It’s Saturday evening, about 9 pm, and I just got back from a delightful time at my neighbor’s across the street. I hadn’t really seen them for a couple of weeks almost. With school starting this week and the days getting shorter, I haven’t run into them and am too shy to just appear on their doorstep. But today I made myself do just that, and I am so glad I did. Lenora gave me a big hug, we sat and chatted for awhile, and then later she went for my evening walk with me—first time she has done that. Afterwards I helped her cook dinner—also first time I have done that, usually I am the “guest.” Neshet, her husband, wasn’t around, but her father is here for a week so I got to meet him, and, of course, I love being around the kids, Sophye and Sirdar. So, once again, I am so glad I listened to that voice inside saying “just go ahead and do it, no matter how scary it seems.”
It’s been kind of a slow week in Barb’s Adventures in Ukraine. Nadzhiye, my counterpart at the library, did come in on Monday despite her being on vacation. She presented yet another idea for a project, but I realized we don’t really need to talk about it or make a decision until she comes back at the end of the month, so I let go of my anxieties and frustrations about the process. We weren’t really having a very good day in the communication department, and later she wanted me to go over a letter she had just written and then run through a translation program. She wanted me to “check for errors” so she could get it sent out that day. I had a hard time explaining to her how I couldn’t just check for errors, that I would have to take her ideas and rewrite the letter, as the translation programs are really worthless for something like a long letter. She got very frustrated with me it seemed, but I stayed late and finished the letter and she managed to get it sent out, so we ended the day (and our time together until the end of September) on a good note. She was very grateful, I think.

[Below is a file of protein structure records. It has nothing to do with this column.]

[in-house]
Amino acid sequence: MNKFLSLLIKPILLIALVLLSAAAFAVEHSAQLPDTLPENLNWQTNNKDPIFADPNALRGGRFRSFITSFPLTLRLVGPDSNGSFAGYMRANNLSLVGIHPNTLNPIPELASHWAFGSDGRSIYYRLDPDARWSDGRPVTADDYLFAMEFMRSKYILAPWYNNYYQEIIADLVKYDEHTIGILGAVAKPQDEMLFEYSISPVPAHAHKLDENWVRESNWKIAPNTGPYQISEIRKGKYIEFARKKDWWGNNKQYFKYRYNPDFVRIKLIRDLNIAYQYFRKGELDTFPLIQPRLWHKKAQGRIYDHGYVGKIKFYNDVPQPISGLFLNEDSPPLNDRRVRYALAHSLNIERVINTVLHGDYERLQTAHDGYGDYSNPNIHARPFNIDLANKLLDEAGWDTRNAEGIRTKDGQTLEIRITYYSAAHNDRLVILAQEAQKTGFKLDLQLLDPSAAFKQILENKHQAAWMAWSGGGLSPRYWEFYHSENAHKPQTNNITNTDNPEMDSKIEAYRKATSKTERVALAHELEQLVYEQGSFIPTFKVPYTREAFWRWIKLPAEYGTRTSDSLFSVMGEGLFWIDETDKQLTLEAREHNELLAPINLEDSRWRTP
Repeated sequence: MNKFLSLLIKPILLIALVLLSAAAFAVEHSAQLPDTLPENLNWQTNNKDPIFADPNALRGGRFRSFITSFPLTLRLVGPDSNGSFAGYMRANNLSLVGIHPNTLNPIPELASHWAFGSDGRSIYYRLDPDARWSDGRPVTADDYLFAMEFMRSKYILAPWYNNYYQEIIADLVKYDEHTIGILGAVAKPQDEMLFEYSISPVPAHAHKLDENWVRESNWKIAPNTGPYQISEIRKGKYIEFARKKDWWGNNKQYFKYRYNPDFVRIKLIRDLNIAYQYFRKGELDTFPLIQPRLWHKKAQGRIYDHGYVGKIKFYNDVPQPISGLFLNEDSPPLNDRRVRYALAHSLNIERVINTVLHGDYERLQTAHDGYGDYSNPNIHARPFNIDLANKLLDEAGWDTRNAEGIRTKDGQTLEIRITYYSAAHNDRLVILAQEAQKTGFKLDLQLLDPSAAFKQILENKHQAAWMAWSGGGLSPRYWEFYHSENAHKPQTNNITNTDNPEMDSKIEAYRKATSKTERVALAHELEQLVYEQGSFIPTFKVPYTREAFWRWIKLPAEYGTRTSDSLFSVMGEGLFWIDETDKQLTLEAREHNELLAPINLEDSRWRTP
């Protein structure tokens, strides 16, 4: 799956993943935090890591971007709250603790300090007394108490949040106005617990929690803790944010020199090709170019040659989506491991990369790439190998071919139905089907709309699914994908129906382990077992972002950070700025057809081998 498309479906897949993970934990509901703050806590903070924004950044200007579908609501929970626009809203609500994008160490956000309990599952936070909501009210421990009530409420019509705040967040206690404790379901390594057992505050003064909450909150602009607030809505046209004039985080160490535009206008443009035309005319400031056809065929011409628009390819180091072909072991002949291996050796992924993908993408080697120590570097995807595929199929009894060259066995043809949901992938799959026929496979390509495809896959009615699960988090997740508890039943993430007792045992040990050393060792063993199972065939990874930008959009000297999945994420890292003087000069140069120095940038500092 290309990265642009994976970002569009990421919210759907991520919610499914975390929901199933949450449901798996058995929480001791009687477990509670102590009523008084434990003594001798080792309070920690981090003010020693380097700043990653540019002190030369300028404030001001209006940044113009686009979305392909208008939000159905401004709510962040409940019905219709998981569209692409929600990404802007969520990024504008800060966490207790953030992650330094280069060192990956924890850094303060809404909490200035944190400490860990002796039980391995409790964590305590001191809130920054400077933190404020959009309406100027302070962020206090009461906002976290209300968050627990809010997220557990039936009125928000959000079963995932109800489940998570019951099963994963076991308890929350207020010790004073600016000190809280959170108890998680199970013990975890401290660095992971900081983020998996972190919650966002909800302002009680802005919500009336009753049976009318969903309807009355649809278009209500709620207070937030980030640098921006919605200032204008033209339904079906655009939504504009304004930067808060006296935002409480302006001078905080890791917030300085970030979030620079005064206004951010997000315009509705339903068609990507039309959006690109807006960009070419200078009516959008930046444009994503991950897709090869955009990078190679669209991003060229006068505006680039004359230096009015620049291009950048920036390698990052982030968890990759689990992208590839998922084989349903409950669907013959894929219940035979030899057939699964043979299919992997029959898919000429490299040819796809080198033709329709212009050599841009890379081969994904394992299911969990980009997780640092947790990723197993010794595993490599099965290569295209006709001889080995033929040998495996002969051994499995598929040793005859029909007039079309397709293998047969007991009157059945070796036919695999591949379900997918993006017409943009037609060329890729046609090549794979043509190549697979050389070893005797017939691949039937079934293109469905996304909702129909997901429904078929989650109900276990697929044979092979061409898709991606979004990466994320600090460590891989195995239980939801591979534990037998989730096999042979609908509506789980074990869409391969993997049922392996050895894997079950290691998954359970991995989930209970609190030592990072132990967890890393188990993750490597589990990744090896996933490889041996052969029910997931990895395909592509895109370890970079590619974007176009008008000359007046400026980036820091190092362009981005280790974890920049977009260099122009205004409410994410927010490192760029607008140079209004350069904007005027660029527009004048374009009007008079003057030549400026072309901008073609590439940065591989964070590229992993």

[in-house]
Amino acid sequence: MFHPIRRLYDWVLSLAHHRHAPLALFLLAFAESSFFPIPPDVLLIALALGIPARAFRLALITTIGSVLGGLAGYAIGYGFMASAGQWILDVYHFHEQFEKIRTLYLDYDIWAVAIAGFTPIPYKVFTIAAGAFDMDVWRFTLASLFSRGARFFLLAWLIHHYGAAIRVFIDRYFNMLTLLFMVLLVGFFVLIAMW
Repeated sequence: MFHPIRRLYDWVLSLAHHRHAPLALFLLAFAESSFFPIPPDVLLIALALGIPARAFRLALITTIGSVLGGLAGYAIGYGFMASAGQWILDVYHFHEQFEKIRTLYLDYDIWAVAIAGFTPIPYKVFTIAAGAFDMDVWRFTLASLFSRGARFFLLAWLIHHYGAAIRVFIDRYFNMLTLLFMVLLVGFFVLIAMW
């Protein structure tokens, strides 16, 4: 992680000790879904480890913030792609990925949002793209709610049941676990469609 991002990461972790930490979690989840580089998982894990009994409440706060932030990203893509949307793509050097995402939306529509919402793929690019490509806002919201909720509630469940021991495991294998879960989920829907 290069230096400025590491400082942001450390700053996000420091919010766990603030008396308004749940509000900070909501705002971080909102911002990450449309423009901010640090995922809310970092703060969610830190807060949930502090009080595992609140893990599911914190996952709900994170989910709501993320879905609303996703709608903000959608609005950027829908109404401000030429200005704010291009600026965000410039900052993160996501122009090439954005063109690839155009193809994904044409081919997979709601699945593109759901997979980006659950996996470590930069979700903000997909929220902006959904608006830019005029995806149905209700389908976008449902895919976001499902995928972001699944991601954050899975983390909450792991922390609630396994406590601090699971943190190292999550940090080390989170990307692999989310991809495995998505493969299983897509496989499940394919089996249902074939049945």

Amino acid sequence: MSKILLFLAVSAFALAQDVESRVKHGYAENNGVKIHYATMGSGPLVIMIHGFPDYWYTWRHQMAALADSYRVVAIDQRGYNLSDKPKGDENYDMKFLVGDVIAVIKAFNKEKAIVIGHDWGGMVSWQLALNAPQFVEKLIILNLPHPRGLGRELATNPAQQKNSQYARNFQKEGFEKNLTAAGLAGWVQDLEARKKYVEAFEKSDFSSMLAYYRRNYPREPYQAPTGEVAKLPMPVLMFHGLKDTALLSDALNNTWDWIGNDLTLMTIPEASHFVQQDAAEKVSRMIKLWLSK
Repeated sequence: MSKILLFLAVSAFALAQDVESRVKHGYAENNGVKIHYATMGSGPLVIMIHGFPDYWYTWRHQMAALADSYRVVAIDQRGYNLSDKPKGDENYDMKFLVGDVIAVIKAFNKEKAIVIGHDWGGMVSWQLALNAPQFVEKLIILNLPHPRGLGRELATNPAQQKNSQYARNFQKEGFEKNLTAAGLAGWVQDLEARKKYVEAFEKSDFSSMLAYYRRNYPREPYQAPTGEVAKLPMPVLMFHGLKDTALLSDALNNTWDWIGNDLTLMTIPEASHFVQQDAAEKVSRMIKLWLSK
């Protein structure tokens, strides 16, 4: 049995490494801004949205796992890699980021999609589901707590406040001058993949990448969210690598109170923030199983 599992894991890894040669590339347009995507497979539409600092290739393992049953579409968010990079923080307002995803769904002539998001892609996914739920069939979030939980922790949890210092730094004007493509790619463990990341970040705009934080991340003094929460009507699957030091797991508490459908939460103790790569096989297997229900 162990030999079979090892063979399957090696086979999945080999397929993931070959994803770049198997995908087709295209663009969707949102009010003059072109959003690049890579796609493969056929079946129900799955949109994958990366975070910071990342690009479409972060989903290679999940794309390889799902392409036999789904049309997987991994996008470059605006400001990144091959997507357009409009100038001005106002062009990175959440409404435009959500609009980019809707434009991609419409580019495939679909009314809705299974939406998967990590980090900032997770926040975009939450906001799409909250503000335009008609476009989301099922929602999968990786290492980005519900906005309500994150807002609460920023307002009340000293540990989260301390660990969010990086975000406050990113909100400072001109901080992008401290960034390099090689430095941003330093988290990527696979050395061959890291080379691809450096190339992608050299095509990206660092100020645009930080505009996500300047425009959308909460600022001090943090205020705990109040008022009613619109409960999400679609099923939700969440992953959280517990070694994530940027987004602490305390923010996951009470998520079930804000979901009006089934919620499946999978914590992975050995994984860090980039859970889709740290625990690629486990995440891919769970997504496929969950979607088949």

I had wondered what exactly I would do at the library while Nadzhiye is gone, but I realized that it is going to give me an opportunity to get to know better some of the other people I work with. Like the elderly man we share an office with. This week it was just the two of us. He speaks no English at all and is one of the folks who just talks more in the hopes that I will be able to figure out what he is saying. Sometimes I can, but mostly not, and it is pretty frustrating to try and talk with him. But I made more of an effort this week, and I think we made some progress. At least we are communicating a little bit. I would like to get to know him. He is the deputy directory of the library and is 79 years old, which means he must have lived in Crimea and been part of the deportation as a child, as it happened 65 years ago. Everyone else I have met was born in Uzbekistan to parents who were deported. So obviously there is much I could learn from him, if only we could talk. Someday….